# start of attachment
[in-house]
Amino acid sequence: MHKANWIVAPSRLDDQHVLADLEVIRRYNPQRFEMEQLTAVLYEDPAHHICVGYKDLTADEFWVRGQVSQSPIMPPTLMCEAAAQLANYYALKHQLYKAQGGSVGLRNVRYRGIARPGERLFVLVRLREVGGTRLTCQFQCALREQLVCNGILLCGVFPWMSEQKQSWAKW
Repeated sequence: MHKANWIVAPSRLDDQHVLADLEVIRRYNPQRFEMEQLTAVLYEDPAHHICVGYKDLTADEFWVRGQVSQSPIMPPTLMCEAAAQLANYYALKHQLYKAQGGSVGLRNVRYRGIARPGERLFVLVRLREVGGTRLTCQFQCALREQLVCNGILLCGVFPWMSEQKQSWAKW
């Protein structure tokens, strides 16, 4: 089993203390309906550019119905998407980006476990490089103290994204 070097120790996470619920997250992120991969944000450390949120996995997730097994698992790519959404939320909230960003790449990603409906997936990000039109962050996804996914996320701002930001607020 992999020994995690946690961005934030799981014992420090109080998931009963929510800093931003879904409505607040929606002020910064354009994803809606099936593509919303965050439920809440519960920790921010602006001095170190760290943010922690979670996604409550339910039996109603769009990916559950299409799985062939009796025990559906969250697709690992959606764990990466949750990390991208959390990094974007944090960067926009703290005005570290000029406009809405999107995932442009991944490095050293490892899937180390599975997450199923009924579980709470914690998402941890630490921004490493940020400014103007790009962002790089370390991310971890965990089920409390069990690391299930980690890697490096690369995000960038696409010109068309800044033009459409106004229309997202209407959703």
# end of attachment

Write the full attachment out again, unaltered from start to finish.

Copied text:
[in-house]
Amino acid sequence: MHKANWIVAPSRLDDQHVLADLEVIRRYNPQRFEMEQLTAVLYEDPAHHICVGYKDLTADEFWVRGQVSQSPIMPPTLMCEAAAQLANYYALKHQLYKAQGGSVGLRNVRYRGIARPGERLFVLVRLREVGGTRLTCQFQCALREQLVCNGILLCGVFPWMSEQKQSWAKW
Repeated sequence: MHKANWIVAPSRLDDQHVLADLEVIRRYNPQRFEMEQLTAVLYEDPAHHICVGYKDLTADEFWVRGQVSQSPIMPPTLMCEAAAQLANYYALKHQLYKAQGGSVGLRNVRYRGIARPGERLFVLVRLREVGGTRLTCQFQCALREQLVCNGILLCGVFPWMSEQKQSWAKW
């Protein structure tokens, strides 16, 4: 089993203390309906550019119905998407980006476990490089103290994204 070097120790996470619920997250992120991969944000450390949120996995997730097994698992790519959404939320909230960003790449990603409906997936990000039109962050996804996914996320701002930001607020 992999020994995690946690961005934030799981014992420090109080998931009963929510800093931003879904409505607040929606002020910064354009994803809606099936593509919303965050439920809440519960920790921010602006001095170190760290943010922690979670996604409550339910039996109603769009990916559950299409799985062939009796025990559906969250697709690992959606764990990466949750990390991208959390990094974007944090960067926009703290005005570290000029406009809405999107995932442009991944490095050293490892899937180390599975997450199923009924579980709470914690998402941890630490921004490493940020400014103007790009962002790089370390991310971890965990089920409390069990690391299930980690890697490096690369995000960038696409010109068309800044033009459409106004229309997202209407959703």